The year ahead: 2021

After a year of upheaval and uncertainty triggered by the COVID-19 pandemic, 2021 should be a year of resurgence in global M&A as dealmakers adapt to new considerations for the negotiation and implementation of transactions.

As the world economy emerges from the effects of COVID-19, M&A deal volume and value should remain strong, even in the face of more stringent regulatory processes and reviews. Technology and life sciences M&A are likely to continue as leading sectors for transactions, while in parallel consumer M&A may see a rebound, as businesses work to reshape in response to a world that requires more ability to engage remotely. Foreign direct investment reviews, including FDI regimes expected to roll out in the UK and Continental Europe, will likely become more imposing across a number of key jurisdictions, following the lead of the expanded reach of CFIUS within the United States.

Across sectors and geographies, transactions will be negotiated with heightened consideration of vulnerabilities for unforeseen events. In particular, special focus will be applied to the strength, security, and resiliency of supply chains as major economies pursue strategies to reduce their dependency on assets and resources produced or delivered from afar.

With the inauguration of Joe Biden as the president of the world’s largest economy as well as new Democratic majorities in Congress, shifting U.S. government policies will inevitably impact M&A. The Biden Administration is expected to have an active agenda in the areas of regulatory enforcement for antitrust, environmental, and tax matters. In addition, there will be a marked difference in the foreign policy arena for the United States through more predictable and normalized engagement, coupled with decreased politicization, which together should create a more stable environment for the proliferation of cross-border M&A.

 

"Following a year of economic and social turmoil, transactional activity should proliferate during 2021, as international relations benefit from the stabilizing impact of new leadership within the United States and the world emerges from the grip of the pandemic."

William J. Curtin, lll
Hogan Lovells Global Head of M&A

Ongoing impact of COVID-19

 

The M&A recovery that began in the second half of 2020 is poised to continue during 2021 as public confidence grows as a result of enhanced testing, improved treatments, and widespread vaccination. Companies that conserved cash and securities are well positioned to deploy their resources. Unique opportunities likely will emerge as distressed companies become acquisition targets, while competition will be high for certain types of assets, such as technology and digital.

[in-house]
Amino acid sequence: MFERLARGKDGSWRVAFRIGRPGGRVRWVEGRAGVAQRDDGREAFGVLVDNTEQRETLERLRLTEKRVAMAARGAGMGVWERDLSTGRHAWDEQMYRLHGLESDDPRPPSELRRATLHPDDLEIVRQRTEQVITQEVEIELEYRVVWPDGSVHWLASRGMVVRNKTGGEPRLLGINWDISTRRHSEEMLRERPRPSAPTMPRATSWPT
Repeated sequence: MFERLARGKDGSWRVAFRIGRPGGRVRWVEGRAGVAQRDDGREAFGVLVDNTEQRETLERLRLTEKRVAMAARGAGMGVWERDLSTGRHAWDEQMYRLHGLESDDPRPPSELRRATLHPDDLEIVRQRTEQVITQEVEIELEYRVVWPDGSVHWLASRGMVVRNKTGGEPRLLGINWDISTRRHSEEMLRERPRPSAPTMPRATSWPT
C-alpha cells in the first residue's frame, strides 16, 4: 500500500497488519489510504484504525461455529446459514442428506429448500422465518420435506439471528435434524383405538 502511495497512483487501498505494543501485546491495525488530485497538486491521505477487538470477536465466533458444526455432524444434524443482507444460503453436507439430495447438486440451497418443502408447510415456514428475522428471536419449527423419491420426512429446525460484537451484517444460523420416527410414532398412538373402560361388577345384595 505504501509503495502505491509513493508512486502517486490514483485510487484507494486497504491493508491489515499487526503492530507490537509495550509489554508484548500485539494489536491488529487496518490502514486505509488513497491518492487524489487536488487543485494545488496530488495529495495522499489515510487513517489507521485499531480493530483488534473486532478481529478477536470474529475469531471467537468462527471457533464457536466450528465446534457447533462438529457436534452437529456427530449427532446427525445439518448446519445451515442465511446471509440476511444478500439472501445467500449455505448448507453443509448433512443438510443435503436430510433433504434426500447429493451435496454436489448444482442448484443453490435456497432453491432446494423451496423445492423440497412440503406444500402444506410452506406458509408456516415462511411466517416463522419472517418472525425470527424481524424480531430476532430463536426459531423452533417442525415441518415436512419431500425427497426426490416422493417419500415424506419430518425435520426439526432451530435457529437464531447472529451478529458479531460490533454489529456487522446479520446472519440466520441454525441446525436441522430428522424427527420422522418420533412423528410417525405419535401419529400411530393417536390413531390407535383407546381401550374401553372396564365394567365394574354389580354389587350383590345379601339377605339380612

Even as public confidence grows, fundamental elements of dealmaking, such as provisions relating to deal certainty and efforts to agree upon valuation, may prove challenging to the extent COVID-19 variants emerge. Negotiations relating to how parties define “Material Adverse Change,” and other M&A deal terms, such as covenants to operate the target business in the ordinary course, representations and warranties around pandemic-related matters, and the outside date after which each party has the right to exit the transaction without liability, will continue to receive increased attention.

Deal processes are likely to remain significantly “virtual” in 2021, with in-person roadshows, meetings, negotiations, and site visits largely replaced by the technology-driven, remote equivalents established in 2020.

Supply chain resilience

 

Following widespread resource disruptions caused by the COVID-19 pandemic and short-term measures implemented in response, we expect that companies will apply increased focus on their supply chains during 2021. This increased focus is anticipated to create opportunities for M&A as companies seek to shore up sourcing arrangements, re-position global and regional supply chains, and, in some cases, offshore certain key centers.

Early this year, President Biden issued an Executive Order that aims to insulate United States supply chains from future disruption, while boosting manufacturing and research in the U.S., which should present further M&A opportunities. Companies also are likely to consider new technology opportunities – through acquisition or strategic partnerships – to enhance their ability to monitor and control supply chains and to optimize supply chain resiliency.